Self-driving vehicles: Safe, but not 100%
Autonomous, self-driving cars are being tested and trained extensively and have already covered thousands of miles of real road driving. Incidents are remarkably rare. However, any accidents – especially if they involve fatalities – are covered broadly in media all over the world, and consumers wonder whether autonomous vehicles (AVs) are actually safe, and whether they should ever trust them. Experts agree that AVs do have the potential to benefit the world by increasing traffic efficiency, reducing pollution and eliminating up to 90% of traffic accidents – those that are caused by driver error, tiredness, drunkenness or other human factors. Though safety is constantly improving and injuries and deaths might be significantly reduced, crashes will never be completely avoidable. And any imminent crashes will require AVs to make difficult decisions.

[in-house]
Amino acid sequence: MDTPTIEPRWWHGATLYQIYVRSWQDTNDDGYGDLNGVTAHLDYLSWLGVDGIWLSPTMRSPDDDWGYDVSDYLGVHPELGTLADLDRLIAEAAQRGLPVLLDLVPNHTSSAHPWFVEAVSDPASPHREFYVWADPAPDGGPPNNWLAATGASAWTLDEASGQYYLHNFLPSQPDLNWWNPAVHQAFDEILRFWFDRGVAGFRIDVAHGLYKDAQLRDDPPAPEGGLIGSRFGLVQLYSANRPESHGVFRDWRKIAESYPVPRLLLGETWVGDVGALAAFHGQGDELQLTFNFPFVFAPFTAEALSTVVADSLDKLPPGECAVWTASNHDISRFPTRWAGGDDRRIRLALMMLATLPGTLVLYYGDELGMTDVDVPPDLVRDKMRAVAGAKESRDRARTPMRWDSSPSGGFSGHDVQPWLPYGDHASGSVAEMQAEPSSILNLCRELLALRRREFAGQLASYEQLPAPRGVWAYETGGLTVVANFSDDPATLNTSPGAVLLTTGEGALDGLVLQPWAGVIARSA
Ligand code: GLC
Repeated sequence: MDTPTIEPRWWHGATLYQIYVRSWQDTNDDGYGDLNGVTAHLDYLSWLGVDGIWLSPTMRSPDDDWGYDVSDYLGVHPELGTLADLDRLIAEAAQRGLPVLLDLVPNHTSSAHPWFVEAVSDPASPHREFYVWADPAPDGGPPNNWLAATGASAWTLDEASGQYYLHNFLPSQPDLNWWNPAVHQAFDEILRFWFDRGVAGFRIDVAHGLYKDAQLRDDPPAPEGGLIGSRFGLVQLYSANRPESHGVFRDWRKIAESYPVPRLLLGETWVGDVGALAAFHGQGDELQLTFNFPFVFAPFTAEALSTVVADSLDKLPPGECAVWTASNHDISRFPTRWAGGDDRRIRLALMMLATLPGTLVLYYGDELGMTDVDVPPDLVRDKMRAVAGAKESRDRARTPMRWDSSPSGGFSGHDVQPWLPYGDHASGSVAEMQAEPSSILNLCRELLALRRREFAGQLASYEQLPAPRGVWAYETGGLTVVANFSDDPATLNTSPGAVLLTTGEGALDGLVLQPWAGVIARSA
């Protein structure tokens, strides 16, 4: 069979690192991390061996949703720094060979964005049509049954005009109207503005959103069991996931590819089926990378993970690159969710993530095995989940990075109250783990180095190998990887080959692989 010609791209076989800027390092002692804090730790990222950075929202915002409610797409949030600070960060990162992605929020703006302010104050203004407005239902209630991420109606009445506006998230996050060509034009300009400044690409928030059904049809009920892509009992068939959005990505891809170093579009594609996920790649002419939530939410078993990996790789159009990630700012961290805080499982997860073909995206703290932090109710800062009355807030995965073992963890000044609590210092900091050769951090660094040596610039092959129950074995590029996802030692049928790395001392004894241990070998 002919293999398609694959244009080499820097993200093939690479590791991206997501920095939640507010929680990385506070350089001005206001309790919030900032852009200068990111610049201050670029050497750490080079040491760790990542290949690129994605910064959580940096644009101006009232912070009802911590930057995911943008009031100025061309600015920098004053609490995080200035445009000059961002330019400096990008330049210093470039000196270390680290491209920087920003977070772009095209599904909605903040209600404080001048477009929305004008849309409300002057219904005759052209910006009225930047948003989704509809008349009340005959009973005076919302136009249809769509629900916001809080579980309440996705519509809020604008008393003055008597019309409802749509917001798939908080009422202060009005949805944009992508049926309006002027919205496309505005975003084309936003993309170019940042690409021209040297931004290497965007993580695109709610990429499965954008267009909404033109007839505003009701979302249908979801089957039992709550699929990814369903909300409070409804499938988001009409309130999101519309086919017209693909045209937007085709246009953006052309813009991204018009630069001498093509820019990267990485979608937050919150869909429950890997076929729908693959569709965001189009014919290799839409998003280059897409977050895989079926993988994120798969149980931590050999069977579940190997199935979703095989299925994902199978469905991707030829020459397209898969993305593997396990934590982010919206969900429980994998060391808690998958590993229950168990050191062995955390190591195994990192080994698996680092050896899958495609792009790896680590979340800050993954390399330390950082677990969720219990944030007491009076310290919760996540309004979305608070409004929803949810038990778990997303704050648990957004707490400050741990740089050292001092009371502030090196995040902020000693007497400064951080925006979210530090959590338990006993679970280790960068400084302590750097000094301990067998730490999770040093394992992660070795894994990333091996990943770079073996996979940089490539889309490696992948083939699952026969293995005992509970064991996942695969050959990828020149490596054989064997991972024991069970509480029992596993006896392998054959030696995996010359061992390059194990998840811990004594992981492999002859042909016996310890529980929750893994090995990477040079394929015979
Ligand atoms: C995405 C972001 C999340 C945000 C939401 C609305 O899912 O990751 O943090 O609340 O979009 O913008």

How to react when a crash is imminent?
Imagine, as an example, situations as depicted in Figure 1. The AV may avoid harming several pedestrians by swerving and sacrificing a passerby (A), or the AV may be faced with the choice of sacrificing its own passenger to save one (B) or more (C) pedestrians.
Although these scenarios appear unlikely, even low-probability events are bound to occur with millions of AVs on the road. Furthermore, the tradeoffs involved in these scenarios will occur in much more frequent, but less extreme scenarios: instead of choosing between certain death, the car will need to choose between slightly increasing the risk toward one group rather than toward another. AV programming must include decision rules about what to do when these situations occur.